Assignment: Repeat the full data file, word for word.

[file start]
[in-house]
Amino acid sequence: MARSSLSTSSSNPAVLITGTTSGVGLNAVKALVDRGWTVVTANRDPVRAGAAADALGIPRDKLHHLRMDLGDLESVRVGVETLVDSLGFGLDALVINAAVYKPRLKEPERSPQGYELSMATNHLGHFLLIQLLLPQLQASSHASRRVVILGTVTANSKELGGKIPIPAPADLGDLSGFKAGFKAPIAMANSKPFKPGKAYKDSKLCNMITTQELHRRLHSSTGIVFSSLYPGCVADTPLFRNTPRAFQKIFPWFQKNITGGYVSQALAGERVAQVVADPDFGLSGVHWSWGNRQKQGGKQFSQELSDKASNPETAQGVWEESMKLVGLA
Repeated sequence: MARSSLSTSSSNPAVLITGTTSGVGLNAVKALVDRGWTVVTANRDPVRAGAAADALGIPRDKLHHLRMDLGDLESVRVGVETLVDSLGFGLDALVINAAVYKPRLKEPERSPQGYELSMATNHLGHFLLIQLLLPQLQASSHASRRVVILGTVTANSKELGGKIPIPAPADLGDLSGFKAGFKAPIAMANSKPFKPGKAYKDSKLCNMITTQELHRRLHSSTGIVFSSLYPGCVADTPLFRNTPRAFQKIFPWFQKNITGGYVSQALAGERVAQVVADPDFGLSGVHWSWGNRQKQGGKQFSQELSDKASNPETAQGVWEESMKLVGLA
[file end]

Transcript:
[in-house]
Amino acid sequence: MARSSLSTSSSNPAVLITGTTSGVGLNAVKALVDRGWTVVTANRDPVRAGAAADALGIPRDKLHHLRMDLGDLESVRVGVETLVDSLGFGLDALVINAAVYKPRLKEPERSPQGYELSMATNHLGHFLLIQLLLPQLQASSHASRRVVILGTVTANSKELGGKIPIPAPADLGDLSGFKAGFKAPIAMANSKPFKPGKAYKDSKLCNMITTQELHRRLHSSTGIVFSSLYPGCVADTPLFRNTPRAFQKIFPWFQKNITGGYVSQALAGERVAQVVADPDFGLSGVHWSWGNRQKQGGKQFSQELSDKASNPETAQGVWEESMKLVGLA
Repeated sequence: MARSSLSTSSSNPAVLITGTTSGVGLNAVKALVDRGWTVVTANRDPVRAGAAADALGIPRDKLHHLRMDLGDLESVRVGVETLVDSLGFGLDALVINAAVYKPRLKEPERSPQGYELSMATNHLGHFLLIQLLLPQLQASSHASRRVVILGTVTANSKELGGKIPIPAPADLGDLSGFKAGFKAPIAMANSKPFKPGKAYKDSKLCNMITTQELHRRLHSSTGIVFSSLYPGCVADTPLFRNTPRAFQKIFPWFQKNITGGYVSQALAGERVAQVVADPDFGLSGVHWSWGNRQKQGGKQFSQELSDKASNPETAQGVWEESMKLVGLA